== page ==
This post is about statistics. You have been warned.
Now then: isn’t Bojan adorable? Doesn’t Busi look like a horse? Shouldn’t we burn Ibra at the stake if he ever comes back to visit? These questions can all be answered, to some degree or another, with numbers. Bojan, for instance, is way more adorable when you say that he scored as many goals per minute as Ibra last season or if you point out that his productions levels at 20 are way ahead of Pedro’s at the same age—don’t forget that Pedro is already 23, after all. And Busi totally looks more like a horse if you replay the gif of him against Inter about 30 times.
The Ibra thing I won’t even get into because of the whole Hulk Smash thing I do when you disrespect The Guardiola and, really, my lovely lady is getting tired of replacing the coffee table (and you wondered how Ikea made so much money–aha! Now I know it’s a dastardly Swedish plot to get at my moolah!).
So, as Kevin is fond of pointing out, tread carefully around statistics because they can be bent to the will of most anyone. Except Kevin. Because he goes comatose at the site of decimals. The following is a series of pliable numbers that I’m trying out for the first time and will happily take your suggestions on how to better utilize them.
I wondered aloud the other day how easy it would be to calculate points earned per appearance for individual players and then I wondered aloud how easy it would be for me to do that. And so I set off on a long and arduous quest to figure that out. And it turns out all I had to do was scare up the match stats for every match Barcelona has played so far this year and then it was a synch to figure it all out. Boom, done.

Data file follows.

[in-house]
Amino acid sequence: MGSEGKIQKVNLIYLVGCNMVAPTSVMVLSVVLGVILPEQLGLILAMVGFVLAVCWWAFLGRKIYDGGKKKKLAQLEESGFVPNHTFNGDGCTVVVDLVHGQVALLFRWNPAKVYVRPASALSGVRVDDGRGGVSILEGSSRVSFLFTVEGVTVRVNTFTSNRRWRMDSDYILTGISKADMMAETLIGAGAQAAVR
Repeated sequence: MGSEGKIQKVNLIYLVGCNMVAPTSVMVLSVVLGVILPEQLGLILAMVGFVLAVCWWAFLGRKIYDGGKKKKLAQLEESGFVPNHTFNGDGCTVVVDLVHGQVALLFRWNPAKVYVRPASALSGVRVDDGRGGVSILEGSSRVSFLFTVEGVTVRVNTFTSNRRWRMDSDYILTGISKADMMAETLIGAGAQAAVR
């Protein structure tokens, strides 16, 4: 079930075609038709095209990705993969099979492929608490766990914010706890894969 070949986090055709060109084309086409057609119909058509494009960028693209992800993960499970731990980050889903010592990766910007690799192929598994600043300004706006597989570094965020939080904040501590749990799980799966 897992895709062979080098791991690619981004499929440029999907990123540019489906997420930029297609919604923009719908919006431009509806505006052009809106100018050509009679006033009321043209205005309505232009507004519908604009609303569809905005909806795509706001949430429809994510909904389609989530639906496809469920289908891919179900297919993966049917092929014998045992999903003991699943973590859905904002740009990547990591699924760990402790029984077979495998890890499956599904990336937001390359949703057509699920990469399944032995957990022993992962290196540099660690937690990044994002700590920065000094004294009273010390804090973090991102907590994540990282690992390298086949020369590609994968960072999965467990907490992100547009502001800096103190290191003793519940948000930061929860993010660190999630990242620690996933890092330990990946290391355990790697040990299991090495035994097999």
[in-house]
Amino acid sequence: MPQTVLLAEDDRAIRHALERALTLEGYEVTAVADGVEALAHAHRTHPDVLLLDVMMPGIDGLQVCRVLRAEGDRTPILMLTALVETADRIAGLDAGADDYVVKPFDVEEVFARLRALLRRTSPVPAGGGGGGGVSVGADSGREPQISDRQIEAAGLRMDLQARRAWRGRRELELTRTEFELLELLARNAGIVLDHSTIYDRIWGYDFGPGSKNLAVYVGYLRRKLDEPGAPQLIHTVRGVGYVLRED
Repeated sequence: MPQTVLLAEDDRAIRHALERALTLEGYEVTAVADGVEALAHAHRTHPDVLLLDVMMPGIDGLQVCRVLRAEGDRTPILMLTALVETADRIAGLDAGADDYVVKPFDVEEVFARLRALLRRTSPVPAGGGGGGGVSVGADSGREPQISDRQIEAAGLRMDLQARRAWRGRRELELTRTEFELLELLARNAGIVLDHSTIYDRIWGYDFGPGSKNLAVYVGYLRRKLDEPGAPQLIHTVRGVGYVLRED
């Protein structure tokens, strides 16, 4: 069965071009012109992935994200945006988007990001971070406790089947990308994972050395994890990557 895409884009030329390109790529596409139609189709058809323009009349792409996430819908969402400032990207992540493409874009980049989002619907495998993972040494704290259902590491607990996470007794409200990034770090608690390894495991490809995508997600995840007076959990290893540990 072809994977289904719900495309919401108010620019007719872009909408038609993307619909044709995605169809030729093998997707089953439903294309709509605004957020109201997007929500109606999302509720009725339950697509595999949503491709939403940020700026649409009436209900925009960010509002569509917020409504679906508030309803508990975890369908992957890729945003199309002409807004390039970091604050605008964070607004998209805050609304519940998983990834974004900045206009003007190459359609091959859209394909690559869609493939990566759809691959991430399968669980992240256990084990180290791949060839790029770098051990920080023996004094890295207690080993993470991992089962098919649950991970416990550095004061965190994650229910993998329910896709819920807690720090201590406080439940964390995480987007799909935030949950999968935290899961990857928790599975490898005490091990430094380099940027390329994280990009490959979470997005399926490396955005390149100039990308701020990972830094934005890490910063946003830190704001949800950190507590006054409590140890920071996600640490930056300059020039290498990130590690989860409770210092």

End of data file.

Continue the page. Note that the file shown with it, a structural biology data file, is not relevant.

So Busi is the king of that stat, with 2.67 points per match (6 appearances, 16 points earned) and Puyol is runner up with 2.60 (5 apps, 13 points). The much-maligned Mascherano earns 1.83 per appearance, which, interestingly enough, is the same as Lionel Messi. But hang on a minute—it wouldn’t be fair to compare Bojan (2.13) to Messi because the latter has played almost twice as many minutes, would it? I mean, kid comes on for the last few minutes of a match that’s already put away and gets full credit? Can’t be havin’ that!
Meaning, of course, that I spent about 2 hours figuring out whether Mascherano had played 4 or 5 minutes against Atlético—for the record I went with 4—and other such trivialities. So my numbers are by no means perfect, but on a large enough scale one or two minutes deviation from the real stats won’t make a huge difference.
Here’s the formula I worked out:
Loss = -1.00
Draw = 0.50
Win = 2.00
My thinking behind the numbers: A loss is a bad thing, thus it should be given a negative weighting. A draw is a good thing in that it’s worth a point (it’s not necessarily a good thing from the perspective of winning a league, but it’s still better than nothing). A win is worth 3 points and is, as such, worth quite a bit, so I’ve weighted it to be 3 points better than a loss and also worth 4 times as much as a draw. I think that’s about right, but you might be able to think of better reasons for a different number.
But then, of course, you can’t just give someone -1 for subbing into a loss or 2 for subbing into a win. Really, why not weight that based on their share of the playing time. So I did (Result)*(% of Playing Time), which means that a player gets a 0.00 if he didn’t play, of course, but also doesn’t penalize or gift him if he only played part of the match. Then I took those in-game values and added them together. Naturally if you play more, you’ll get a higher overall score, so I included averages as well (Total/Appearances). There are holes in this that I’ll discuss below, but for the time being, here are the results, which do not include the Supercopa, just Liga and CL: